The Church’s second temple in Argentina was dedicated on Sunday, May 17, 2015. President Dieter F. Uchtdorf, second counselor in the First Presidency of The Church of Jesus Christ of Latter-day Saints, presided over the services and gave the dedicatory prayer. Joining him was Elder D. Todd Christofferson of the Quorum of the Twelve Apostles.
Also attending were Elder Kent F. Richards of the Seventy and the executive director of the Church Temple Department; Elders Walter F. Gonzalez, Jorge F. Zeballos, and Francisco J. Vinas, the South America South area presidency; and temple president and matron, President and Sister Mario Cecilio Cristóbal and Vilma Marta Cattaneo de Romero.
The Córdoba Argentina Temple was built on the site of one of the first chapels in Córdoba and the Argentina North Mission home. It is the same mission where Elder Richard G. Scott of the Quorum of the Twelve Apostles presided as mission president. Elder Christofferson was one of his missionaries.
“It’s almost surreal,” said Elder Christofferson. “Something beyond my fondest imaginations that we [the Church] would be here dedicating a temple, some 50 years, more or less, from my mission service time. It’s a great blessing, a miracle, really.”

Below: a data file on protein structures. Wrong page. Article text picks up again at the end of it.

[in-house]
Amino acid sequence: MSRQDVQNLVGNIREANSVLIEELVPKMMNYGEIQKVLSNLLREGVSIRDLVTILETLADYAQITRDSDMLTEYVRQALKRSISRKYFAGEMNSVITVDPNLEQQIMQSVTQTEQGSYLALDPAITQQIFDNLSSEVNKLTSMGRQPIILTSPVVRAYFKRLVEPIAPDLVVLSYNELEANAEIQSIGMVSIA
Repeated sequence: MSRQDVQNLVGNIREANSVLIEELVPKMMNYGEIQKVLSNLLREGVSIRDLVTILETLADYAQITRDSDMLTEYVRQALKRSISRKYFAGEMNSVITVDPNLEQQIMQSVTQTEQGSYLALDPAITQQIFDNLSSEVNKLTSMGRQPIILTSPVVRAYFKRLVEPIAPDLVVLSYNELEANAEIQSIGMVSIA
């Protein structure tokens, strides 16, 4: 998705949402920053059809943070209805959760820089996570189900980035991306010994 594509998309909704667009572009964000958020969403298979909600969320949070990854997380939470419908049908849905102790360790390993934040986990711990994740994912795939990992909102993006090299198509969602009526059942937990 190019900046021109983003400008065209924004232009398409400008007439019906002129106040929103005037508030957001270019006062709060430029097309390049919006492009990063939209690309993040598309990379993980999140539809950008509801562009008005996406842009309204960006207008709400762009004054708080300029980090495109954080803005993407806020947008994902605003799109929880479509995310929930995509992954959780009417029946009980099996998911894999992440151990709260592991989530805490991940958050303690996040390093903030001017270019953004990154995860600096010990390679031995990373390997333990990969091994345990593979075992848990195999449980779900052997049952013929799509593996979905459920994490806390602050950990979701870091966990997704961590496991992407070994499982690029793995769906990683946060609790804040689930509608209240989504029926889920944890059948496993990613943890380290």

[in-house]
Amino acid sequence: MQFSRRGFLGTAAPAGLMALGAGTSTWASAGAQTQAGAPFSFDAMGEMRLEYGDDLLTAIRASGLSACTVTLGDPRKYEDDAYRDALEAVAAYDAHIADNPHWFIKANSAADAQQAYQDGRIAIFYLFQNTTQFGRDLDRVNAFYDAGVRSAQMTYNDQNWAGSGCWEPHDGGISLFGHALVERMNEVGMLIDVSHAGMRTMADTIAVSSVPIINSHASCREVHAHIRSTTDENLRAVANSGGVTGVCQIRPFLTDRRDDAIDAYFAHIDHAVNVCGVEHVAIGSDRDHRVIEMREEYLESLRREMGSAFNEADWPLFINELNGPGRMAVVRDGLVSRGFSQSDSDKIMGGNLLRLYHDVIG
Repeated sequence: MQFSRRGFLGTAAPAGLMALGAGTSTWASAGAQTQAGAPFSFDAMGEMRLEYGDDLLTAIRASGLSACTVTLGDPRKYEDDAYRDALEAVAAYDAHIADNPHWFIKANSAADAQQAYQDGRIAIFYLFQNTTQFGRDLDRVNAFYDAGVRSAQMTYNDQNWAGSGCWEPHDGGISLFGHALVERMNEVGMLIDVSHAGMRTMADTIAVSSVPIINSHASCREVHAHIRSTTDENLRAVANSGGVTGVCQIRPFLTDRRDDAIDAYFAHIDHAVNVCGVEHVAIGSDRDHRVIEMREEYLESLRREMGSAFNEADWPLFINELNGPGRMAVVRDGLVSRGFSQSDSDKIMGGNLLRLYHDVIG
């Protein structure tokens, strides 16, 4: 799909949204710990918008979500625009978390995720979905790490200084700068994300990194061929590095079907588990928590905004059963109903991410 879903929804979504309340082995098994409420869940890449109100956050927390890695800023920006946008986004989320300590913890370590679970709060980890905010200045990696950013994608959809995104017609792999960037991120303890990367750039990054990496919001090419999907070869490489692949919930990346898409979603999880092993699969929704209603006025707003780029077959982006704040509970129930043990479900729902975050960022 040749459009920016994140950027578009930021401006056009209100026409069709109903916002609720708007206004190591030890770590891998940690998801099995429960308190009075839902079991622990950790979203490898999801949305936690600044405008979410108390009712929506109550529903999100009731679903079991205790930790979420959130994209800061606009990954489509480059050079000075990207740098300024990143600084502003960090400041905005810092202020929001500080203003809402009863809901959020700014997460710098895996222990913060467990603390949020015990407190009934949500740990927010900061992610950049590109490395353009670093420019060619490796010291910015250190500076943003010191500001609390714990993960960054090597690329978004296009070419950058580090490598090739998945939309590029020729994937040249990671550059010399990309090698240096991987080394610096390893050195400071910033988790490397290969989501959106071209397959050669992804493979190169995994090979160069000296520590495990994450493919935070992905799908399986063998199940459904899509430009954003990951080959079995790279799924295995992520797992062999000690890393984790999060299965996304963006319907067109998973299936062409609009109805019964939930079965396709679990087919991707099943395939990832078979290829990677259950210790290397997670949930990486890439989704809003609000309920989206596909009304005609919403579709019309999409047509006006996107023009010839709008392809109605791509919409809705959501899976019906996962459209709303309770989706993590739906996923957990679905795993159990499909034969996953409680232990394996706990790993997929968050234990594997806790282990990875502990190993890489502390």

President Uchtdorf said they visited with the mayor of Córdoba and said he was pleased that the temple was here. “It brings a light to the city.”
Two choirs made up of Latter-day Saints from the temple district provided music for the cornerstone ceremony and inside the temple for the dedication services.
The temple dedication was preceded by a cultural celebration Saturday evening in the Orfeo Superdome in Córdoba, Argentina.
The temple district includes the northwest half of Argentina. There are more than 380,000 members of the Church in Argentina and currently one operating temple, located in Buenos Aires.
The 34,369-square-foot (3,193-square-meter) building has extensive wood paneling, inlaid wood detail and inlaid marble flooring. The color scheme is natural colors with beautiful floral accents. There are also art glass windows, red marble counters and accent stone from Spain (Rojo Alicante). Hand-sculpted carpet designs mirror the extensive decorative painting and gold stenciling, as well as custom-made carpets for the bride’s room and the entryway. The chandeliers are Swarovski crystal by Schonbek Worldwide of New York.
Prior to the temple dedication, more than 49,000 people attended the two-week open house in April and early May to view each room and learn the purpose of temples.
Latter-day Saint temples differ from the meetinghouses or chapels where members meet for Sunday worship services. Temples are considered “houses of the Lord” where Christ’s teachings are reaffirmed through baptism and other ordinances that unite families for eternity. In the temple, Church members learn more about the purpose of life and make covenants to follow Jesus Christ and serve their fellow man.